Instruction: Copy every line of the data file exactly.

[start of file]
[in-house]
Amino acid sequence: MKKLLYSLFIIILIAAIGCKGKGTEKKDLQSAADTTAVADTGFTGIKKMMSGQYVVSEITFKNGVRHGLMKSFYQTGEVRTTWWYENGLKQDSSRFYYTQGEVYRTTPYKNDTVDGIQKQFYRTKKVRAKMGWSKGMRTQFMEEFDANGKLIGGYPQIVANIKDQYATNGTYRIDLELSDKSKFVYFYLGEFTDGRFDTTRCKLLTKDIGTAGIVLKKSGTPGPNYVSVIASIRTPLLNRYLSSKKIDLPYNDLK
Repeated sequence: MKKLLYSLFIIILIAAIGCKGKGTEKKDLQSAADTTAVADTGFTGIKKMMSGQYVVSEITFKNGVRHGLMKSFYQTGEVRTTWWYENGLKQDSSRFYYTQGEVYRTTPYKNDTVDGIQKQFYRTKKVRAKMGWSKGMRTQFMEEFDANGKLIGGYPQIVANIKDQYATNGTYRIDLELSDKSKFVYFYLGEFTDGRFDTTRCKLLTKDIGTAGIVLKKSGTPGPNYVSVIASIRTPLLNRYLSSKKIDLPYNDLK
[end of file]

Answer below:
[in-house]
Amino acid sequence: MKKLLYSLFIIILIAAIGCKGKGTEKKDLQSAADTTAVADTGFTGIKKMMSGQYVVSEITFKNGVRHGLMKSFYQTGEVRTTWWYENGLKQDSSRFYYTQGEVYRTTPYKNDTVDGIQKQFYRTKKVRAKMGWSKGMRTQFMEEFDANGKLIGGYPQIVANIKDQYATNGTYRIDLELSDKSKFVYFYLGEFTDGRFDTTRCKLLTKDIGTAGIVLKKSGTPGPNYVSVIASIRTPLLNRYLSSKKIDLPYNDLK
Repeated sequence: MKKLLYSLFIIILIAAIGCKGKGTEKKDLQSAADTTAVADTGFTGIKKMMSGQYVVSEITFKNGVRHGLMKSFYQTGEVRTTWWYENGLKQDSSRFYYTQGEVYRTTPYKNDTVDGIQKQFYRTKKVRAKMGWSKGMRTQFMEEFDANGKLIGGYPQIVANIKDQYATNGTYRIDLELSDKSKFVYFYLGEFTDGRFDTTRCKLLTKDIGTAGIVLKKSGTPGPNYVSVIASIRTPLLNRYLSSKKIDLPYNDLK